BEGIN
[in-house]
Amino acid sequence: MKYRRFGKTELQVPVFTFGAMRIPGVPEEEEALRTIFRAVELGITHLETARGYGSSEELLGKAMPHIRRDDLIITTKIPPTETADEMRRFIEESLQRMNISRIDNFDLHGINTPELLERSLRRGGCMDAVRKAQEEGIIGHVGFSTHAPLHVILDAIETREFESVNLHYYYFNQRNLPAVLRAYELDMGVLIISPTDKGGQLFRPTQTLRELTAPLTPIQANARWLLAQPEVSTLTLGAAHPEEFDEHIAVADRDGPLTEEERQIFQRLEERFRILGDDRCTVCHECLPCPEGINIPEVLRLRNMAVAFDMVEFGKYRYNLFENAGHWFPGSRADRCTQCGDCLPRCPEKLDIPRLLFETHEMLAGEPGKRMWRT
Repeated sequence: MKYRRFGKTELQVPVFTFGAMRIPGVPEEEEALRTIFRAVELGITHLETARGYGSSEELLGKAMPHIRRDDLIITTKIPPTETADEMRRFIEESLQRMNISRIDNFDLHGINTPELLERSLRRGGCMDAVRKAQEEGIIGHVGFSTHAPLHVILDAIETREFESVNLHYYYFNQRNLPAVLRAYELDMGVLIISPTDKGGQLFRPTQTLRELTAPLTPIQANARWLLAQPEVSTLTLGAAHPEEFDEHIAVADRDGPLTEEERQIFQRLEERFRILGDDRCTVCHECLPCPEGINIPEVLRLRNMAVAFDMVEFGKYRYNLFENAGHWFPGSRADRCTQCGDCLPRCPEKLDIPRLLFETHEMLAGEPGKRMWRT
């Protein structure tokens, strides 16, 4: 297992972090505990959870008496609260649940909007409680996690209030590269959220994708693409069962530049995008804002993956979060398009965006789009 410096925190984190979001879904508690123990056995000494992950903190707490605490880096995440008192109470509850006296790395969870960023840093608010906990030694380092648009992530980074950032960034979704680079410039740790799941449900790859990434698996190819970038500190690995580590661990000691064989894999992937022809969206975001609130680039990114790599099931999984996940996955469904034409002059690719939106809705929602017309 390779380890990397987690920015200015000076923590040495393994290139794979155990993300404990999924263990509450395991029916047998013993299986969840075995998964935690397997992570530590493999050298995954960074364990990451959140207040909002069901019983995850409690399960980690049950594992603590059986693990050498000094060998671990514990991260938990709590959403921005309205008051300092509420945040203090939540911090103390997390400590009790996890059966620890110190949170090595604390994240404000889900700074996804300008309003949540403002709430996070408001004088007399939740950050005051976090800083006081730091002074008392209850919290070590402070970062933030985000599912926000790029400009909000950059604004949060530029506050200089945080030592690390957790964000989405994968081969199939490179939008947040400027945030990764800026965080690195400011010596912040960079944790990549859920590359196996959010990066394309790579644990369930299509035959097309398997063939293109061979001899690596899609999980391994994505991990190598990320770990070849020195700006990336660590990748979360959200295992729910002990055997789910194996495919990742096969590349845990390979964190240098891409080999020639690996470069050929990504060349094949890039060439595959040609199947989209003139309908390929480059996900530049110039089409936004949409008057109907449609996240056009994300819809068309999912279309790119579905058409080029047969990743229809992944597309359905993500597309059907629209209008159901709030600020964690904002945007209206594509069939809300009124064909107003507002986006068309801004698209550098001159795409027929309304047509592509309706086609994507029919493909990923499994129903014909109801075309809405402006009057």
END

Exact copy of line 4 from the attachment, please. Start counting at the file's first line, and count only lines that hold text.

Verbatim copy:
């Protein structure tokens, strides 16, 4: 297992972090505990959870008496609260649940909007409680996690209030590269959220994708693409069962530049995008804002993956979060398009965006789009 410096925190984190979001879904508690123990056995000494992950903190707490605490880096995440008192109470509850006296790395969870960023840093608010906990030694380092648009992530980074950032960034979704680079410039740790799941449900790859990434698996190819970038500190690995580590661990000691064989894999992937022809969206975001609130680039990114790599099931999984996940996955469904034409002059690719939106809705929602017309 390779380890990397987690920015200015000076923590040495393994290139794979155990993300404990999924263990509450395991029916047998013993299986969840075995998964935690397997992570530590493999050298995954960074364990990451959140207040909002069901019983995850409690399960980690049950594992603590059986693990050498000094060998671990514990991260938990709590959403921005309205008051300092509420945040203090939540911090103390997390400590009790996890059966620890110190949170090595604390994240404000889900700074996804300008309003949540403002709430996070408001004088007399939740950050005051976090800083006081730091002074008392209850919290070590402070970062933030985000599912926000790029400009909000950059604004949060530029506050200089945080030592690390957790964000989405994968081969199939490179939008947040400027945030990764800026965080690195400011010596912040960079944790990549859920590359196996959010990066394309790579644990369930299509035959097309398997063939293109061979001899690596899609999980391994994505991990190598990320770990070849020195700006990336660590990748979360959200295992729910002990055997789910194996495919990742096969590349845990390979964190240098891409080999020639690996470069050929990504060349094949890039060439595959040609199947989209003139309908390929480059996900530049110039089409936004949409008057109907449609996240056009994300819809068309999912279309790119579905058409080029047969990743229809992944597309359905993500597309059907629209209008159901709030600020964690904002945007209206594509069939809300009124064909107003507002986006068309801004698209550098001159795409027929309304047509592509309706086609994507029919493909990923499994129903014909109801075309809405402006009057």